The wavelength of stationary water–surface waves and their associated antidune bedforms are related to the mean velocity and depth of formative flow. In sand-bed flume experiments, Alexander et al. (2001) found that lens structures were preserved during antidune growth and change, and the dimension of the lenses were empirically related to antidune wavelength, and thus could be used to estimate flow velocity and depth. This study is the first to compare observations of formative flow conditions and resulting sedimentary structures in a natural setting, testing the Alexander et al. (2001) relationship at a field-scale. Trains of stationary and upstream migrating water–surface waves were prevalent during the flash flood in October 2012 in the Belham Valley, Montserrat, West Indies. Wave positions and wavelengths were assessed at 900 s intervals through the daylight hours of the event within a monitored reach. The wave data indicate flow depths up to 1.3 m and velocity up to 3.6 m s−1. Sedimentary structures formed by antidune growth and change were preserved in the event deposit. These structures include lenses of clast-supported gravel and massive sand, with varying internal architecture. The lenses and associated low angle strata are comparable to sand-bed structures formed from stationary and upstream migrating waves in flume experiments, confirming the diagnostic value of these structures. Using mean lens length in the event deposit underestimated peak flow conditions during the flood, and implied that the lenses were preserved during waning flow.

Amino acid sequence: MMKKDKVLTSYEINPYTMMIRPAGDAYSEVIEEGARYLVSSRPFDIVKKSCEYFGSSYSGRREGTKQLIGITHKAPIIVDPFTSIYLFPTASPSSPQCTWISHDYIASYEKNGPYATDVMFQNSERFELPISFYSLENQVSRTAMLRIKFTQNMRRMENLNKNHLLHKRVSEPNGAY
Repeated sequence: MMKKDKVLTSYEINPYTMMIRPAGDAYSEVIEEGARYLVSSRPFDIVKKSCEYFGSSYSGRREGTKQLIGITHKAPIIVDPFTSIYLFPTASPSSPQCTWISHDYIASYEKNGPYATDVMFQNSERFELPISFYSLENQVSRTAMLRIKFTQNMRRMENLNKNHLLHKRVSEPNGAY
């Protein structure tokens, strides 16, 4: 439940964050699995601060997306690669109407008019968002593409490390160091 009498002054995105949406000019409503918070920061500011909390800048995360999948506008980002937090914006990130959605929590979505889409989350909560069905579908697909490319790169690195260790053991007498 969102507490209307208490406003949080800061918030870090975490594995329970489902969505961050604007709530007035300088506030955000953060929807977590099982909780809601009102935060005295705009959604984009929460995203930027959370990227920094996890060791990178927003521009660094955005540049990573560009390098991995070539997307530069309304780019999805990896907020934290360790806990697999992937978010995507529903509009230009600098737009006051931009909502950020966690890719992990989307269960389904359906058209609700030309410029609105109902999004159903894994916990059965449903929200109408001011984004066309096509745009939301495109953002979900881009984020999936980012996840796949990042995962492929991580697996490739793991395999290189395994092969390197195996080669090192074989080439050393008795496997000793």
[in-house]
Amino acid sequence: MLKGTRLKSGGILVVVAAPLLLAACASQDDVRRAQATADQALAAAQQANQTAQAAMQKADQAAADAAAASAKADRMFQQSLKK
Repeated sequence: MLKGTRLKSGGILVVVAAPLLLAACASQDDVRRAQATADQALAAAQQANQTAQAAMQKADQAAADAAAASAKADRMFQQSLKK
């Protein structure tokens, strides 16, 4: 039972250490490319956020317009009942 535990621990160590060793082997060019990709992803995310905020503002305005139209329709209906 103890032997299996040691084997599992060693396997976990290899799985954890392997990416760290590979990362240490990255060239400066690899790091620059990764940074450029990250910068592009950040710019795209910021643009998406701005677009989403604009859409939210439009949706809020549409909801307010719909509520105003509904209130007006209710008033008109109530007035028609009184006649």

- flash flood
- gravel lenses